Examination of data (Exploring Data), particularly graphical examination and representation of data is an important prelude to statistical data analysis and modeling. Note that there are some limitations on the kinds of graphs that we can create.
One should be familiar with standard procedures for exploratory data analysis, statistical graphics, and data transformation too. We can categorize the graphical representation of data on the basis of nature (or type) of variable, number of variables, and objectivity of analysis. For example, if we are comparing groups then comparison graphs such as bar graphs can be used and if we are interested in the kind of relationship between variables then a scatter plot can be useful.
- Distributional Displays:
The distributional displays include stem and leaf display, histograms, density estimates, quantile comparison plots, and box plots.
- Plots of the Relationship between two variables:
The graphical representations for the relationship between two variables include various versions of scatter plots, scatter plot smoothers, bivariate density estimates, and parallel box plots.
- Multivariate Displays:
Multivariate graphical representations include scatter plot matrices,
coplots, and dynamic three dimensional scatter plots.
For exploring the data in R, following are some examples:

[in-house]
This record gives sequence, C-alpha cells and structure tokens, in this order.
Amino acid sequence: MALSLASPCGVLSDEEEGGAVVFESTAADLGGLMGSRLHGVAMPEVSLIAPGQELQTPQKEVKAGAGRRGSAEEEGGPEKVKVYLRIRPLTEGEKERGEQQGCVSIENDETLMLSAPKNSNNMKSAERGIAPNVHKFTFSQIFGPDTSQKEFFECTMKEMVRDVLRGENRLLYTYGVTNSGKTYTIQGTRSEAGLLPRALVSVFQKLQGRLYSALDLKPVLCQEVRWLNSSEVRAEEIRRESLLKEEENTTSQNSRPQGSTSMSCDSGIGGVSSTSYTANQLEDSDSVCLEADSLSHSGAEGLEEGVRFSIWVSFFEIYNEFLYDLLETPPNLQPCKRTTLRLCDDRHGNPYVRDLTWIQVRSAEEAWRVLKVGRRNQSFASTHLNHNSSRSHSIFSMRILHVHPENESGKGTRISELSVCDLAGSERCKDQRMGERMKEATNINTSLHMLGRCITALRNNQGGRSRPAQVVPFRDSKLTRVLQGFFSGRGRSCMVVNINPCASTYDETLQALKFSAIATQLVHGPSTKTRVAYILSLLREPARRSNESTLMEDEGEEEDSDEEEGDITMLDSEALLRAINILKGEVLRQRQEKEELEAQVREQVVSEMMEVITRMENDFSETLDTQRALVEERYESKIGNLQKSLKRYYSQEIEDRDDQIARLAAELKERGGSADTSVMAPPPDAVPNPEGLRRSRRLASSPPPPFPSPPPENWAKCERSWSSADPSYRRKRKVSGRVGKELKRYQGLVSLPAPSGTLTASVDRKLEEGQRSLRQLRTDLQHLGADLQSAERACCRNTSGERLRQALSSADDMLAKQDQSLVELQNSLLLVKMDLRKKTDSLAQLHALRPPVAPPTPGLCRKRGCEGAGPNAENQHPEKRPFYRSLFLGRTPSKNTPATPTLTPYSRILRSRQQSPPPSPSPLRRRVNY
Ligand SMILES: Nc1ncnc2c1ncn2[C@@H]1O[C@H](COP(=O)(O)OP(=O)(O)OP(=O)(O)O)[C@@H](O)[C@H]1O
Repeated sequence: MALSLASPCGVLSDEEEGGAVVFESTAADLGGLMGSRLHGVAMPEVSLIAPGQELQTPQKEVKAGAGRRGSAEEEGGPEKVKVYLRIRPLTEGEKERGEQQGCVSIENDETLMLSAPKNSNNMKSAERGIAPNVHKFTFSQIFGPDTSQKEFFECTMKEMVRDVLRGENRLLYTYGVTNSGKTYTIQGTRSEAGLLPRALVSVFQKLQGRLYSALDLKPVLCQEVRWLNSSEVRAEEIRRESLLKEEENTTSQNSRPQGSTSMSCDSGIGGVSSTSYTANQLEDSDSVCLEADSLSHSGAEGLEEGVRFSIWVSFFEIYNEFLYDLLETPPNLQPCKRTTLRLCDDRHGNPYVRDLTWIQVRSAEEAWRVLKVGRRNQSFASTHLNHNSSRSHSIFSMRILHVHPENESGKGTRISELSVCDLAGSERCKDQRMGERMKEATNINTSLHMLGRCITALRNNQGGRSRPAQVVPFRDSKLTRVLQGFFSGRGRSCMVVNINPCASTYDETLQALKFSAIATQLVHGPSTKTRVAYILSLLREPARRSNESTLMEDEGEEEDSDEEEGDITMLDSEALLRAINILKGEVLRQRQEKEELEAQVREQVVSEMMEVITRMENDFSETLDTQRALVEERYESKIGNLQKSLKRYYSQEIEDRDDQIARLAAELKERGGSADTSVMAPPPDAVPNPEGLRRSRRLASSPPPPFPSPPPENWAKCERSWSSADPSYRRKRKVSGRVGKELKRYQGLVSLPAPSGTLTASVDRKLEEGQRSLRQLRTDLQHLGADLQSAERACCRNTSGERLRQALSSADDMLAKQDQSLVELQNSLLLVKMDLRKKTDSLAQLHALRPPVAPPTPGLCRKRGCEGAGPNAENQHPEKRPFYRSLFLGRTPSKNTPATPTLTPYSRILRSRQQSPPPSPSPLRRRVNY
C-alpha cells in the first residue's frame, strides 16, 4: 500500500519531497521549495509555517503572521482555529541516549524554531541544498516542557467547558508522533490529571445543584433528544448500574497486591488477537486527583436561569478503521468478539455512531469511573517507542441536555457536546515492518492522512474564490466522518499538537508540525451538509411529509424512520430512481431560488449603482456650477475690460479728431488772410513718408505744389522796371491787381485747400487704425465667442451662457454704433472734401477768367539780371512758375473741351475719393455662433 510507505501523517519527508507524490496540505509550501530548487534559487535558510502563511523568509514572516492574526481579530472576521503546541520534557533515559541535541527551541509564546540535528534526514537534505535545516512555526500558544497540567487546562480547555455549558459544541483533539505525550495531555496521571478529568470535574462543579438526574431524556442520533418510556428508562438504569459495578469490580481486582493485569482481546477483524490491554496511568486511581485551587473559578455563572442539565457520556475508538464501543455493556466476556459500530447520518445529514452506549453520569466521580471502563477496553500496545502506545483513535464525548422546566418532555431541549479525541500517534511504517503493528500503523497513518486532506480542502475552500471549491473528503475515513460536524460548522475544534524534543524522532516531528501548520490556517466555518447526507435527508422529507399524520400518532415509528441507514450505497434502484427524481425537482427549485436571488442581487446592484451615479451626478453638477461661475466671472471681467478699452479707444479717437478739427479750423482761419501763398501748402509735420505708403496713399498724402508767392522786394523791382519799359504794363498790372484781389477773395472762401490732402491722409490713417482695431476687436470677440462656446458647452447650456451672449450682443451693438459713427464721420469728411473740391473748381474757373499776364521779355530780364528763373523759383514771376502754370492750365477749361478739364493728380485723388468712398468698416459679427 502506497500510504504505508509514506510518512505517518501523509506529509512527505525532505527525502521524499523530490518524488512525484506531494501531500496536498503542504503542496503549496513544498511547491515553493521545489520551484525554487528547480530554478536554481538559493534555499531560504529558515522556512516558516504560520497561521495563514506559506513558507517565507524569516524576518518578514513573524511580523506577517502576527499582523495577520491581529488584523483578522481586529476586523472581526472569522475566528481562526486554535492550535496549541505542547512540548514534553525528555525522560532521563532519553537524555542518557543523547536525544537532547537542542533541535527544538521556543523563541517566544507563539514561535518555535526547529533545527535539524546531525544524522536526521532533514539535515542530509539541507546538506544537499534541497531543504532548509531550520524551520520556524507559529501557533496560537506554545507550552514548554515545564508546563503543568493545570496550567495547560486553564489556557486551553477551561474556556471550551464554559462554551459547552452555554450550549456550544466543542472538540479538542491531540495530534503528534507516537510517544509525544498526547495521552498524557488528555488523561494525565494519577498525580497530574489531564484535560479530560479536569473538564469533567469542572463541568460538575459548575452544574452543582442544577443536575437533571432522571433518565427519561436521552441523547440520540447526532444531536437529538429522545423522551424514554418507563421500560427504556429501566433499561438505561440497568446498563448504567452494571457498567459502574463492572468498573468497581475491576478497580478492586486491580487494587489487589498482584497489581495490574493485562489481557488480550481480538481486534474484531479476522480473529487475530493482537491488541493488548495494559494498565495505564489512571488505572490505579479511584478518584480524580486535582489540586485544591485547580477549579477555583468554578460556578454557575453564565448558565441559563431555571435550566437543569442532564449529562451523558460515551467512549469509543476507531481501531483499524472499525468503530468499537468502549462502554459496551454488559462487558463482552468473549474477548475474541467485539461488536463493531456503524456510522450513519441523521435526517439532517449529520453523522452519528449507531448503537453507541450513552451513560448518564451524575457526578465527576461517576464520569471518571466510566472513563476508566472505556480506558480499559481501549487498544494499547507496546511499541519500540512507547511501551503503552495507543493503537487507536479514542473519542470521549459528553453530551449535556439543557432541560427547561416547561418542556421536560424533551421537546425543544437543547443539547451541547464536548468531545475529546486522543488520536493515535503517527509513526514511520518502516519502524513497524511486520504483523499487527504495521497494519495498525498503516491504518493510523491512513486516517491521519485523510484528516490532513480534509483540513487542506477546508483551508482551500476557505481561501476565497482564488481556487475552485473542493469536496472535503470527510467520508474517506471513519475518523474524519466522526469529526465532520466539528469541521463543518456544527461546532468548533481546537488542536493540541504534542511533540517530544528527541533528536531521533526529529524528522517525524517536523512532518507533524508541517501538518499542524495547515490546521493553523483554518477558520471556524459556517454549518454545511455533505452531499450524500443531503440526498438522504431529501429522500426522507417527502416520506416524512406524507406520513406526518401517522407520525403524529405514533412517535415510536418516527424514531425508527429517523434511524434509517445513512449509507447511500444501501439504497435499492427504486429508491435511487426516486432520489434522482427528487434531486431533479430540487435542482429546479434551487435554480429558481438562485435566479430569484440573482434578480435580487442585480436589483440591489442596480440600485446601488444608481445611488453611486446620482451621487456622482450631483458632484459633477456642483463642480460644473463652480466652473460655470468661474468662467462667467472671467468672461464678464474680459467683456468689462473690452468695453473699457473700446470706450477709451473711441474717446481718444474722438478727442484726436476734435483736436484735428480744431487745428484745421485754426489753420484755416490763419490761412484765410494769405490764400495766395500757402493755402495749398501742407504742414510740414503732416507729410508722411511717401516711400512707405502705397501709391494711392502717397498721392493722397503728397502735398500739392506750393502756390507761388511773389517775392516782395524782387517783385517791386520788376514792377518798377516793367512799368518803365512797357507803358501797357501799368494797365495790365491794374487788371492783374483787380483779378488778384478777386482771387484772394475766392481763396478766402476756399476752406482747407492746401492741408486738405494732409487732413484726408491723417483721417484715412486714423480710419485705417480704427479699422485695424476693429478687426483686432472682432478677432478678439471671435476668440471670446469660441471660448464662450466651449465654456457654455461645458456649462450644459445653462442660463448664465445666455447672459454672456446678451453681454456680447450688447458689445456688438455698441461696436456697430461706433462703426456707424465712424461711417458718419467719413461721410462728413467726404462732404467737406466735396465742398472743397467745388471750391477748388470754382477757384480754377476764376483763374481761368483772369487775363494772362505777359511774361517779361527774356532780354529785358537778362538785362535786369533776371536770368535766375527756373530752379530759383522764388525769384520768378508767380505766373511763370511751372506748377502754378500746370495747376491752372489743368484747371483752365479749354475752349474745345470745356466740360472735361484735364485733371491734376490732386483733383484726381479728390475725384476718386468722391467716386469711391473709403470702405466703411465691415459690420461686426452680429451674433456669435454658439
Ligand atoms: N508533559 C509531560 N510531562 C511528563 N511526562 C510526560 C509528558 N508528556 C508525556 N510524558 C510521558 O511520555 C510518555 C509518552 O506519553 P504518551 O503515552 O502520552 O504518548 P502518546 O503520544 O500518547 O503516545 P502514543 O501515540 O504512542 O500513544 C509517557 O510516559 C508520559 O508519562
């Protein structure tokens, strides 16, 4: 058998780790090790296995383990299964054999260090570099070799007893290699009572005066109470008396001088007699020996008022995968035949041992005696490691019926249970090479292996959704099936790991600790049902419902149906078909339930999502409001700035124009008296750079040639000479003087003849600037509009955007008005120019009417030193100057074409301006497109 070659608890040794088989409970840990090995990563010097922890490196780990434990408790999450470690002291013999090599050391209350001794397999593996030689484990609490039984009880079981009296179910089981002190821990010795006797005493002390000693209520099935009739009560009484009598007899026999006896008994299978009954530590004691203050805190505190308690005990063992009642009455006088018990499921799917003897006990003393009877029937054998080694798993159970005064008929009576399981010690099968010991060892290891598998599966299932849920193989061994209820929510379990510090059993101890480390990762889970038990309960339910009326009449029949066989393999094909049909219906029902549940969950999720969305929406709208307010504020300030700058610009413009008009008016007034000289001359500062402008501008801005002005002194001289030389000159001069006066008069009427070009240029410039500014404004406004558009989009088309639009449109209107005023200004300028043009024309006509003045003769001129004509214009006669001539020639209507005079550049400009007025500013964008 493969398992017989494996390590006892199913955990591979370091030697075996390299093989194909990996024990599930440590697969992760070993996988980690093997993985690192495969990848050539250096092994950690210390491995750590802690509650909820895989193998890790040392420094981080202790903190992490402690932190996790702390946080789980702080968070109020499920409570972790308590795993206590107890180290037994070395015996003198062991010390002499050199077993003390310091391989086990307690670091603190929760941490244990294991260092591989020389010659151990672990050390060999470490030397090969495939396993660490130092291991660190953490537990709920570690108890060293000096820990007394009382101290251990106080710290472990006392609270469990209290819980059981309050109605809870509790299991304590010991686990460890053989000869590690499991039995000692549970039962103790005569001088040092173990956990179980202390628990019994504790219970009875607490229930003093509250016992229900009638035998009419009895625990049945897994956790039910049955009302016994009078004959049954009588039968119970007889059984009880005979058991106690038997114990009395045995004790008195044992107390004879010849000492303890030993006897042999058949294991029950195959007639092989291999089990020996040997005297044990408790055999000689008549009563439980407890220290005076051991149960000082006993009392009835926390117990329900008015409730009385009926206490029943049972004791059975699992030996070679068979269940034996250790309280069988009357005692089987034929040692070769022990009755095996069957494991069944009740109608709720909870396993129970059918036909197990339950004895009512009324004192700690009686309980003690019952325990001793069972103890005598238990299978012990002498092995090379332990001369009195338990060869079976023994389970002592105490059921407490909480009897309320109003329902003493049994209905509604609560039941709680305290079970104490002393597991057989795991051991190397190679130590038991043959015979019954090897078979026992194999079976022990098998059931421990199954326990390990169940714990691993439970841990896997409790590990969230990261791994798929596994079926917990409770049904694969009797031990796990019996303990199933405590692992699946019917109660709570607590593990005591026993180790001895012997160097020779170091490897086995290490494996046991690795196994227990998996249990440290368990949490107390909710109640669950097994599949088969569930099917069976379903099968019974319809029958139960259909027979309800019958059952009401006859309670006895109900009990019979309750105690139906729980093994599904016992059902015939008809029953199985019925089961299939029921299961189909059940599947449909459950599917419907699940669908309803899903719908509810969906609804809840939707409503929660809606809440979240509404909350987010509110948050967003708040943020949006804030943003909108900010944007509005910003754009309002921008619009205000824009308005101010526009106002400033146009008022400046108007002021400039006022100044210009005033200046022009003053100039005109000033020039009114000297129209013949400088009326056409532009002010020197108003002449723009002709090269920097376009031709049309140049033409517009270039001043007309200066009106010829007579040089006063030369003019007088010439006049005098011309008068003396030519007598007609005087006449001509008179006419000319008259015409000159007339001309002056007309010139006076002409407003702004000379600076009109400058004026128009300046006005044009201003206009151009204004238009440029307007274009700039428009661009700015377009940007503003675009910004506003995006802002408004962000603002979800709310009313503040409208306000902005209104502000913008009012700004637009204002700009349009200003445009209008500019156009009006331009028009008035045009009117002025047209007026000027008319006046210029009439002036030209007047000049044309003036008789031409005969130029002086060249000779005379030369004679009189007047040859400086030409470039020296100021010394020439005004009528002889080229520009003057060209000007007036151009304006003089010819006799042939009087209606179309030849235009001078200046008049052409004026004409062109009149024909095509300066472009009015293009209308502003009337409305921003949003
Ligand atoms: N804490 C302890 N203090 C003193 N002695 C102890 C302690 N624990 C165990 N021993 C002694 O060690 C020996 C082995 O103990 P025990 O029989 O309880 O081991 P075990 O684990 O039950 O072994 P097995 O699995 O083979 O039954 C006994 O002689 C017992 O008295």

Stem and Leaf display and Histogram in R
attach(mtcars) hist(mpg) hist(mpg, nclass=3, col=3) stem(mpg)
Consider the following R code for a representation of distribution by smoothing the histogram.
hist(mpg, probability=T, ylab='Density') lines(density(mpg, lwd=2)) points(mpg, rep(0, length(mpg)), pch="|") lines(density(mpg, adjust=0.9), lwd=1)
hist() function constructs the histogram with
probability = TRUE specifying density scaling. The
lines() function draws the density estimate on the graph having a thickness of the line as double due to parameter
points() function draws a one-dimensional scatter plot at the bottom of the graph by using a vertical bar as the plotting symbol. The second call to density in
lines() function with
adjust=0.9, specifies a bandwidth 0.9 the default value.
Quantile Comparison Plots
Quantile plots help in comparing the distribution of a variable with a theoretical distribution such as the normal distribution.
Note that the
qqPlot() function is available in car library. The
qq.plot() function is defunct.
To explore the relationship between two quantitative variables use
plot() function and for a more enhanced version of a scatter plot between two variables use
scatterplot() function. This function plot the variables with least squares and non-parametric regression lines. For example,
plot(mpg, wt) scatterplot(mpg, wt) scatterplot(mpg, wt, labels=rownames(cyl))